Local history articles
Changes in agriculture
The pattern of fields and roads that we see around Wymeswold derives almost entirely from the Enclosure Act of 1759. This was carried out by an Act of Parliament which laid down to guidelines.
Firstly, one-eighth of the land to be enclosed was to be granted to Trinity College, Cambridge, as compensation for the loss of the rectorial tithes. This would amount to nearly 400 acres; but as they were important landowners they received about 800 acres in total.
Then, at least 60 acres was to be allocated to the vicar in lieu of the small tithes. This was to be worth at least £30 a year. The fact that the vicar received 73 acres.
The rest of land was then divided amongst the other 'proprietors' according to their rights in the common land. The lords of the manor, Thomas Allsop and John Davys, were awarded about 575 acres in some 56 fields which were most into the north and east of the village. Ten other persons received amounts in excess of 50 acres. A similar amount was granted to 'Wymeswold Town'. The residue amounted to just over 600 acres and was allotted to 57 other people in amounts ranging from 40 acres down to plots of less than one acre. Cottagers who had only grazing rights were granted a share of the strips of land extending along Narrow Lane.
The roads leading to Melton and Willoughby were to be 50 yards wide and the grass of the wide verges was to be held in trust. Two-thirds of the income from this was to be given to the poor of the parish. The remainder could be used as a village officials, churchwardens, constables and overseers of the poor saw fit.
One indirect results of this enclosure was the building of farmhouses and buildings away from the village in positions more convenient to the new fields. Several farmhouses date from this period and some are still in use as farms e,g, Wymeswold Lodge and Cripwell Farm. It must have been a period of increasing prosperity as a number of houses in a village (some of them farmhouses) appear to have been built or rebuilt about the same time, giving Far Street and Brook Street their pleasing appearance.
There is no real indication of what farms in Wymeswold produced before the 19th century so we must assume subsistent crops like wheat, barley and beans were grown and that sheep and cattle were reared. Ae tax levied in 1608 raised by £5/19s/4d from 1-1/2d per beast and 6d per score of sheep.
The first returns of crop acreages were made in 1801 when the Home Office required vicars to make a return for their parish. In 1869 the 'June Returns' were started and these continue to the present day. The table below shows a selection of these returns and illustrates some of the fluctuations in farm production in Wymeswold.
* 17 part-time
Parish of Wymeswold today extends to 3,950 acres (1600 hectares) and, excepting the compact built-up area and one modest industrial side, is all farmland. It is mostly owner-occupied, farmed from premises outside the district, and is a fair mixture of arable and grass.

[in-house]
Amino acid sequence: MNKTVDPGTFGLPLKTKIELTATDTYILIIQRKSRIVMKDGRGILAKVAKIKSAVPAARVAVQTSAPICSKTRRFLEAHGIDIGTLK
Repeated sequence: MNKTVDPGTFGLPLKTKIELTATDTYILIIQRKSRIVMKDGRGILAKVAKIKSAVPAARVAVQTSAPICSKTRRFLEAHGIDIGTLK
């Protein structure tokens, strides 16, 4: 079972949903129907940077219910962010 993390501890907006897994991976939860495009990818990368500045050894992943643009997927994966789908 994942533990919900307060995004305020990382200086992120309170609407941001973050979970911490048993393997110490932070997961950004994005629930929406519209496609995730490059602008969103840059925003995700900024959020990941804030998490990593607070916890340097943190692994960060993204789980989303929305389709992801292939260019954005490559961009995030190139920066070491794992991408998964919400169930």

Cattle and sheep are grazed are there are intensive units for pigs and poultry. Only two farms now produce milk for sale. The crops on arable land are varied and add interest to the scene. One farm includes a pick-your-own fruit enterprise. Apart from the loss of a few hedges the field patterns are not much altered from the time of enclosure.
With so few people now employed in agriculture its impact on village life is limited, being confined to the movement of tractors and other machinery, large and small, through the streets and lanes.
All this is a very great contrast what one would have seen throughout the 19th century and the first half of the 20th. Throughout that period the majority of farmers would be tenants, land being owned by such absentee landlords as Trinity College, the Church, and some of the local estates.
There were about a dozen small working farm yards along the village streets, with sheds and covered yards to house stock of all sorts and farming up to 100 acres (in a few cases more) around village. Most of these employed labour outside the family.
Apart from these there were at least as many smallholders making a living off smaller acreages, all with some buildings around their homes to house livestock. Hardly any livestock is now housed in the village and without the existence in a few enthusiasts the call of a domestic bird would not now be heard.
Until the start of the Second World War the majority of the land was laid to permanent grass and income derived from the production of milk and meat. At least three premises produced cheese on a regular basis from milk delivered them in all sorts of quantities sometimes just a bucketful. Most of the larger farms grew some corn and there were stackyards at all of them where the refreshing drum could be seen in winter time.
The land in the parish is mainly heavy clay and was difficult to work with horses but the advent of the tractor and ever-more sophisticated machinery saw a lot more land put to the plough. Wymeswold lies in an area loosely known as 'the hunting shires' and foxhunting would have had influence on the way farms were managed, as it still has to some extent today.
Originally published in A Portrait of Wymeswold 1991.
Copyright Wolds Historical Organisation.